China In Africa

I read a NYT article once about how China in three decades has passed Japan to become the second largest economy in the world behind the United States.  China’s economy is valued at $1.33 trillion and is anticipated to surpass the United States as the biggest economy as early as 2030.

It comes to no surprise to me since I’ve had my eye on them for years now.  Although the article devotes a mere sentence to China’s international special trade agreements, I believe the bulk of China’s success in recent decades is because of its presence, interest and investment in Africa.

My mother and aunties joke around all the time about how the Chinese stole jollof rice and are now making millions from it in take-out restaurants across the country as ‘shrimp fried rice’.  However, jollof rice is the least of what China, in only 40 years, is taking from the continent and rebranding.  The Chinese have seriously invested in Africa in the past decade, especially to the vulnerable and desperate recovering countries of war.

Chinese interests in Africa are not new. Reportedly, six hundred years ago, Zheng He, a Chinese navigator of the Ming Dynasty, headed a large convoy which sailed across the ocean and reached the east coast of Africa four times. For more than one hundred years in China’s modern history, the Chinese people were subjected to colonial aggression and oppression by foreign powers and went through similar suffering and agony that the majority of African countries endured. The end of the Cold War also heightened China’s interest in the continent. According to Chris Melville of opendemocracy.net, “after the PRC was founded in 1949, the new state based its relations with the developing world on a defined doctrine, the”Five Principles of Peaceful Co-existence”; it also used its own legacy of colonial aggression and experience of liberation to forge links with the African nation-states emerging from colonial rule”. More than 60% of African timber exports are now destined for East Asia; 25% of China’s oil supplies are now sourced in the gulf of Guinea region. Rueters reports that China has subsequently been well in advance of the G8 by cancelling $10 billion of the debt it is owed by African states; at the second Sino-Africa business conference in December 2003, China offered further debt relief to thirty-one African countries, as well as opening the prospect of zero-tariff trade.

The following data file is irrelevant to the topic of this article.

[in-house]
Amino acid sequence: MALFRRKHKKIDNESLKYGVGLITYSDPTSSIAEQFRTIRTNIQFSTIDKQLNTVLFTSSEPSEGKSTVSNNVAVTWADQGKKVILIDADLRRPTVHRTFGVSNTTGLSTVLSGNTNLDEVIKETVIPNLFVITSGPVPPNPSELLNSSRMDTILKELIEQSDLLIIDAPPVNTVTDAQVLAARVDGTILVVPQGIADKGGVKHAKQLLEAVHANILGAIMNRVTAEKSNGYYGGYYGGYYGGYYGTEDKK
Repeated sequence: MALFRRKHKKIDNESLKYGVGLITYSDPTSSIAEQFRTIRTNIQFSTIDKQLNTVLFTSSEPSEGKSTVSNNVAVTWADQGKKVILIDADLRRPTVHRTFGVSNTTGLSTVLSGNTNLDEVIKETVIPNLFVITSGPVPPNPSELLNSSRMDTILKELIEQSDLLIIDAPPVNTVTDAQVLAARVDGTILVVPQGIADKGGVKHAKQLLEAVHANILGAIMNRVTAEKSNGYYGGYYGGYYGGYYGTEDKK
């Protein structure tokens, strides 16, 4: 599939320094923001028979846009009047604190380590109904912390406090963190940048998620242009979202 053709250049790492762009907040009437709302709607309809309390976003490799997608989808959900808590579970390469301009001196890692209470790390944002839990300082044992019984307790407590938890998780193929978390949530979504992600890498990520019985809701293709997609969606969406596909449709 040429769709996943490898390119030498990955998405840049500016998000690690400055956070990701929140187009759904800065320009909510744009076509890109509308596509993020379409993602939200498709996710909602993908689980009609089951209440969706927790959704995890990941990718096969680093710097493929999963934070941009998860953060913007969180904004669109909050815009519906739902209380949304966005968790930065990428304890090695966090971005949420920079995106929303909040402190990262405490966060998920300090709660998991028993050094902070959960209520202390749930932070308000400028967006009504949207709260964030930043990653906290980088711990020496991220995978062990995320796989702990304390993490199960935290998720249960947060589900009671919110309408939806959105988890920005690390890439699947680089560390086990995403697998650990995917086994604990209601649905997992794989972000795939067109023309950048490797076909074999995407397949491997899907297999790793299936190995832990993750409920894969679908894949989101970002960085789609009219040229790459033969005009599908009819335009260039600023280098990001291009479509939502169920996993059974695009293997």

What is suspect about these “arrangements” is that the terms of repayment are sometimes unspecified, and many of these countries, that are grossly impoverished and desperate, have little choice but to take these loans and enter into shady agreements.

A while ago I contacted a friend of mine who works as an assistant to the president of Liberia about this, and she responded with: “I’ve done a bit of superficial research on China’s involvement in Africa, and realize after working in Liberia and seeing tangible results in China’s infrastructural development in the country…I see it as a glass half full kinda scenario. African countries need to learn from the neo-colonial regime of the present and leverage themselves better when dealing with any second wave developing superpower such as China or India for that matter. With that said, I think China and India offer an alternative model of investment/development that should be seriously considered. Of course, we don’t want a return to Cold War politicking, but it’s important for the West not to continue to have a stronghold on the continent, with its conditions, greedy self-interest, and hypocrisy.”

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